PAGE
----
I've lived here two years, but only twice have I hosted pre-Jamestown visitors.
In July 2007, my mom stayed with me (for the opening of the new Harry Potter movie...) and my aunt and uncle (Hi Melen and Fred!!) stopped by in September that same year. This may come as a shock, but few people are willing to travel to the town that gets its bragging rights from a concrete buffalo.
So when I told my mom I was dating someone, the first word out of her mouth (after she stopped slamming her head on the wall singing "Go tell it on the Mountain") was WhenDoYouHaveALongWeekendWeWantToComeVisit???????
See, where I come from, personal lives are private.
So when I date people, I tend to keep it to myself. Maybe I'd tell my brother (only he truly understands) and a few friends. But people like moms, co-workers and strangers have really annoying tendencies of asking questions like "How did you meet him?" and "What does he do for a living?" I mean, Holy Peeping Tom dude! Walk in on me in the shower or something...
So when I told the mom about the Cowboy, that was the first time she'd heard me talk about dating. Ever. And I'm TWENTY-FOUR YEARS OLD.
I guess I can understand her relief.
Now she knows her only daughter isn't A). anti-social or B). gay (like I used to tell her to stop the incessant question asking)
I'm still a little freaked out, however, by her sudden urge to travel north.
So is my father.
"You want to come to Colorado, Kate? I'll pay for your ticket. Is that what this is about?"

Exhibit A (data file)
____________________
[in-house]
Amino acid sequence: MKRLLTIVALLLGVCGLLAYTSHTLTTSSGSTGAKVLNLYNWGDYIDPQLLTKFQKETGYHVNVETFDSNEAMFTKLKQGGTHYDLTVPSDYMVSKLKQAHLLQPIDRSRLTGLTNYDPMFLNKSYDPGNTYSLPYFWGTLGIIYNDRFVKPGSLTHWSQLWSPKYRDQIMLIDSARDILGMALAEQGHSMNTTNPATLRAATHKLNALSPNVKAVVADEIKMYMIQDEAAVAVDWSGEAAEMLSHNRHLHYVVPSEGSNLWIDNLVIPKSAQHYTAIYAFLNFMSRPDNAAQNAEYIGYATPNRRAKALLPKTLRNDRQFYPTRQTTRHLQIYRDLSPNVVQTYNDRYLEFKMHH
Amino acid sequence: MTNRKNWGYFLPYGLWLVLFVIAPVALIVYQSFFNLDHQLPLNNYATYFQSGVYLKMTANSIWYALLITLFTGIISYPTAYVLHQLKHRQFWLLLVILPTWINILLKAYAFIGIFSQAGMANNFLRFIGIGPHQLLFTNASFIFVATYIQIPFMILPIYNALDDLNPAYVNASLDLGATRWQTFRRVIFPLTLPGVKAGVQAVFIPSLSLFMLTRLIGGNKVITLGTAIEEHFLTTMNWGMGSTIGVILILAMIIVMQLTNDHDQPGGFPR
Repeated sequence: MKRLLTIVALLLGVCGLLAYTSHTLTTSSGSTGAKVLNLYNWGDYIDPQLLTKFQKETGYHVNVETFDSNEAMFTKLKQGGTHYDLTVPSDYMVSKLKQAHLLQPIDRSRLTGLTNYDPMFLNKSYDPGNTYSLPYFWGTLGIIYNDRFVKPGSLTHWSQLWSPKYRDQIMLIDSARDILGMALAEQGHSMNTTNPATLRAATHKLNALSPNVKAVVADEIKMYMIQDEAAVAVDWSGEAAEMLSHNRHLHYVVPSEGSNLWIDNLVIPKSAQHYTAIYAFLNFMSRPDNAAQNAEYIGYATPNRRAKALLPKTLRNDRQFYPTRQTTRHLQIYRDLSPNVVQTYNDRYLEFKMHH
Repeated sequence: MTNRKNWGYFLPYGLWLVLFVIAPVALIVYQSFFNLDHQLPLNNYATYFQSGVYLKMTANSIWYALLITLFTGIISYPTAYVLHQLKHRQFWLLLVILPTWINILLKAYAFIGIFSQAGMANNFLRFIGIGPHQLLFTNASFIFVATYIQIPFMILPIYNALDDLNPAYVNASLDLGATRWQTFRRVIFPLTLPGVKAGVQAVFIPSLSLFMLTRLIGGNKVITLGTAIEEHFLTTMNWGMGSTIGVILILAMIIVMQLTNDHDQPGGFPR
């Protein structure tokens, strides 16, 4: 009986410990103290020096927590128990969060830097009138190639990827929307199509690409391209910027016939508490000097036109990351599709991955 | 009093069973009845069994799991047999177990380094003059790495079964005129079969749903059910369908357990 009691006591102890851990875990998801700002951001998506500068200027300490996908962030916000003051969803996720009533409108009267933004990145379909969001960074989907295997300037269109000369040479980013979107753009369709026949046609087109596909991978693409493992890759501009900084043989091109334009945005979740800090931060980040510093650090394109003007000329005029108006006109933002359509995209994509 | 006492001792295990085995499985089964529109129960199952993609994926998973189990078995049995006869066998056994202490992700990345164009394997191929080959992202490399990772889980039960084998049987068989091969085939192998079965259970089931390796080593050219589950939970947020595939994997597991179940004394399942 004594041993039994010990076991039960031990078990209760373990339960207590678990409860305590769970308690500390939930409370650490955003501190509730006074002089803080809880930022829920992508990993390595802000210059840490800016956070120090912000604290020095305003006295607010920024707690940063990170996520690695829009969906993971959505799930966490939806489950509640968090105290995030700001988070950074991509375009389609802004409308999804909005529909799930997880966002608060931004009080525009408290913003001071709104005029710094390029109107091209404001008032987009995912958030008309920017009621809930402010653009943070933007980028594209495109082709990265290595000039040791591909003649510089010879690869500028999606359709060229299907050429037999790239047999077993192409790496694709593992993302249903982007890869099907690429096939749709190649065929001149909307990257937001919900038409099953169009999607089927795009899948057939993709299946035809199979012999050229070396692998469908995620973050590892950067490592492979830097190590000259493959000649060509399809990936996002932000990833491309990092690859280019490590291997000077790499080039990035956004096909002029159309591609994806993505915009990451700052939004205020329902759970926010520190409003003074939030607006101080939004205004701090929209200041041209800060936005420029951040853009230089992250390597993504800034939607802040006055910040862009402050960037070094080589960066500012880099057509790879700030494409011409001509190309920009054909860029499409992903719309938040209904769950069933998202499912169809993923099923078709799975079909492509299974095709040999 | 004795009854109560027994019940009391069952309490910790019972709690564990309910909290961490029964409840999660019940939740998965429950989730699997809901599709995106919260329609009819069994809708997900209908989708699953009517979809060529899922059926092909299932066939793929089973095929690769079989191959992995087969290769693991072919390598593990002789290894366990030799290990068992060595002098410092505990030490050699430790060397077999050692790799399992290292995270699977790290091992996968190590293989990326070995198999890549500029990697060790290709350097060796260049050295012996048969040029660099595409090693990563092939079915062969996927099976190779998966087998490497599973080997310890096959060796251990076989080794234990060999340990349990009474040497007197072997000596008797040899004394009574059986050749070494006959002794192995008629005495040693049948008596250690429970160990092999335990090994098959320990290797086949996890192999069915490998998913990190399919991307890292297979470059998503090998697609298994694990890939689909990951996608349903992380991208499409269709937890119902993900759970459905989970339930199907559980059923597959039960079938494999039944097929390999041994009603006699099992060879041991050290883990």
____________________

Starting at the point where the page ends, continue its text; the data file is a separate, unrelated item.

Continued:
No dad, no. Mom's visit has NOTHING to do with me. It doesn't have much to do with you either. She just needs someone to drive so she can read and sleep in the back seat.
Good point, he said.
I can't really feel sorry for him though. He chose her.
Me? Let's just say if the genetically identical gap in our teeth didn't give me away, I'd tell people I'd never met the woman. And then I'd go home and eat her homemade peanut butter balls.
I'm not sure how I'll survive the weekend my family comes to visit, but just in case, I bought a life jacket, baseball helmet and enough canned tuna to fill a fall-out shelter. North Dakota winters are bad, but this disaster could get nuclear.
Cowboy doesn't seem to understand why I can't sleep or why I'm worried if my tetanus shots are up to date.
That's because in North Dakota, everyone already knows each other's parents. In fact, before you dated, your parents probably dated. Or if not dated, they at least went to prom together and necked in the backseat of a Bonneville or something.
I think they'll like me, he said.
I have no doubt they'll like you, I said. My concern is whether you'll still like me.
Many a girlfriend/boyfriend/man toy has left the Ryan, Pfeiler and Pins households and NEVER RETURNED. Each disappearance can be traced back to my dad who at some point likely asked: What do you use to light your cocaine? or With which hand do you steal your whiskey?
And remember how I talk really loud and slur my words after two glasses of wine? Well, my mom gets the same way. AFTER ONE. Sometimes she gets so crazy, she whips out her camera and insists that we smile. Don't ruin the PERFECT FAMILY PHOTO, she says.
I'm still not sure how I didn't end up with two years in jail and a GPS bracelet around my ankle.
So today I had a serious chat with Ms. Ladyfish. In two weeks, we may have to hoof it alone, I said, wondering if a fishing pole can both bait and unhook itself.
She answered, but it wasn't clear. I think it was something along the lines of "Why don't you drown me in the river, I'd be happier" and "Suck one, city girl."
I may lose Cowboy in this ordeal, but Ladyfish and I, we're forever.